Yesterday, I finished the ice skating class I took at the university. My final included me performing a routine to “Shut Up and Dance With Me” (best song ever, by the way). Yes, I know, you wish you could have been there. But let me tell you that I was the worst one in the class. Don’t think I’m being humble. I’m just being honest. I’m a terrible ice skater. My final routine included mainly skating forward, doing one turn, and stopping while skating. The teacher told me to skip the other stuff. I did fall down in the first two seconds, but then I got up and did the rest pretty well.
Once a year growing up, my cousin and I would be dropped off at the mall to go ice skating. Every year, we got our rental skates all tied up and we inched onto the ice. Our first lap around the rink was spent clinging to the wall. By the second lap, we were only touching the wall, and by the third time around, we were pros again. Every year we had to relearn how to ice skate. We would stay for hours and by the end of our time on the ice, we would be jumping and twirling. We watched the kids practicing in the center of the rink and we tried to mimic their moves. Since we had just recently moved from clinging to the wall, these attempts were not without risk. Many falls occurred. Once, my cousin fell so hard she just stayed down crying. The teenage rink attendant, in an attempt to make her laugh (I can only assume), yelled: “Are you okay? Are you constipated?” Within minutes of each fall, we were back up and attempting to jump again.
Fast forward 20 years and that same me gets out on the ice. A lot has happened since those mall days. I’ve had three kids which has changed me personally and physically. When I get back out on that ice, I realize how much I’ve changed. Though I don’t cling to the wall on my first lap, I also never attempt to jump. I’ve landed permanently somewhere in the middle. Life has given me confidence to step onto the ice and move forward without needing a safety. I’ve accomplished a lot and am proud of many things I’ve been able to do. But life has also given me enough falls to know how much falling hurts. And knowing how much it hurts keeps me from jumping at all.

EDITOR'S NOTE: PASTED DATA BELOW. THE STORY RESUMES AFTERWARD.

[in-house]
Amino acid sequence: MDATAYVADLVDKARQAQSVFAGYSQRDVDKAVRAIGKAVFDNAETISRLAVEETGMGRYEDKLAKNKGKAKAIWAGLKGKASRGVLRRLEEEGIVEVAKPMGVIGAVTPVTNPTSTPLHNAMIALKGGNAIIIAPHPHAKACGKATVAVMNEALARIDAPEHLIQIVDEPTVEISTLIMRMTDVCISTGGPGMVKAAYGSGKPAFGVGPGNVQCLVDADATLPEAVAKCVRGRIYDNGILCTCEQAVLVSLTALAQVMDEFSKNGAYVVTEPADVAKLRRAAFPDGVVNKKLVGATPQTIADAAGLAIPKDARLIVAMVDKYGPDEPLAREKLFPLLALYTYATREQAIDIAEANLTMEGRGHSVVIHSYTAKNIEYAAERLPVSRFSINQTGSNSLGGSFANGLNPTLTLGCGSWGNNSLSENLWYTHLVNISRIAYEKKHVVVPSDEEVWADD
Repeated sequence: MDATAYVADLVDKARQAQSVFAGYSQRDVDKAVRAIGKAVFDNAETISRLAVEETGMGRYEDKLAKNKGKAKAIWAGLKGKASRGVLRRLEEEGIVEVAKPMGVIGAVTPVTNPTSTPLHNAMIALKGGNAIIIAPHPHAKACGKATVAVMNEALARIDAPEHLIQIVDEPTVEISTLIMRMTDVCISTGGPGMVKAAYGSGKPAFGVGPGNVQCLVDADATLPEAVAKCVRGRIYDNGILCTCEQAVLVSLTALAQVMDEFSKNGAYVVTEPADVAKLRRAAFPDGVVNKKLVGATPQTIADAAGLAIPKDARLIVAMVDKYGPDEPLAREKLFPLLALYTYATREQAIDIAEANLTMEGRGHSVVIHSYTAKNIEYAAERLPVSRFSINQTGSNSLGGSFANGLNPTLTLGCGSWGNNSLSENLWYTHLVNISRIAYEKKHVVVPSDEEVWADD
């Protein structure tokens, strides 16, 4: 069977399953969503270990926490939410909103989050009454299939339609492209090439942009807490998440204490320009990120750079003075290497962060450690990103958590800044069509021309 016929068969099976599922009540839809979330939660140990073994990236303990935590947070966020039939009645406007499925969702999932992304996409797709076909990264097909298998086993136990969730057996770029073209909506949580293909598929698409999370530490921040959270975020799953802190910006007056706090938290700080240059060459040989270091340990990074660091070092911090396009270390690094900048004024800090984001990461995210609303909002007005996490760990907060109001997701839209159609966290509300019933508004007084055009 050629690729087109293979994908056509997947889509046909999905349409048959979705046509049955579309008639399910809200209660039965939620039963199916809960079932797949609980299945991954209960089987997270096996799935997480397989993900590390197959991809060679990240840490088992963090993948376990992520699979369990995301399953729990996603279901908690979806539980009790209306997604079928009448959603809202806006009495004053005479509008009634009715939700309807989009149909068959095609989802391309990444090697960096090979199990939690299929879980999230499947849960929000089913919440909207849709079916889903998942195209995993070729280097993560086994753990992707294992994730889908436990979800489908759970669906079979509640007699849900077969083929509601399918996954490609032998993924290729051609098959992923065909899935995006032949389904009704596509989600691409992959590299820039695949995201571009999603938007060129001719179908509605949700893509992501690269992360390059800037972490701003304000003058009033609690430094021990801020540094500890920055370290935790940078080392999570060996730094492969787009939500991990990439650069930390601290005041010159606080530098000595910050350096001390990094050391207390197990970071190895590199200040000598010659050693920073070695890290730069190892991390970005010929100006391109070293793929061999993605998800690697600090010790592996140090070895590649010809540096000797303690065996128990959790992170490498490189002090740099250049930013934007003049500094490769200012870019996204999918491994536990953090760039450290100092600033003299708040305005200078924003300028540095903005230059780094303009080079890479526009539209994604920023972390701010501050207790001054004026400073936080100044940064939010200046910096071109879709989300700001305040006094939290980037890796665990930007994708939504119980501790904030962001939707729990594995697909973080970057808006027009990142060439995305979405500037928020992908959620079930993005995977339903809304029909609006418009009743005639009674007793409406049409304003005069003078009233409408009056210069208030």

When my kids step onto the ice, I see that magic return of getting onto the ice with my cousin as a kid. When one of my daughters was two, we headed to Potter’s Marsh before the first snowfall. My oldest got on her skates and headed out. She was wobbly but there was no wall, so she just stood up and skated. My two-year-old didn’t have skates, but she quickly figured out the capabilities of boots on ice and was exploding herself all over the marsh. She ran and slid and fell. Then she giggled, got up, and did it all again. By taking the risk of getting on the ice at all, we get the opportunity to see things we can’t see from the boardwalk. We saw ice bubbles frozen in formation and fish swimming under our feet.
Ice Skating is a part of life for my children. My oldest ice skates at school for recess. On Christmas Eve, we join throngs at a local lake with Christmas music on boom boxes and fire in the burn barrels and skate around as a family. My son rides in the sled. I still may not jump, but I’m more confident in moving forward. I still remember how much it hurts to fall, but I also remember that I’ve done hard things and the falls don’t happen every time. If I skate in constant memory of the pain of falling, I fall. I have to remember the falls, but focus instead on moving forward remembering the magic of skating. If I focus on falling, I miss the fish beneath my feet and the magic of seeing my daughter discover how fast she can slide with just her boots. I miss my son’s giggle riding behind his ice skating dad in a sled. That slight boost of confidence has given me back some of the magic of my childhood mall skating sessions. I know now that I’m not Olympic material like I thought then, but I can try things that are hard and not fall… most of the time.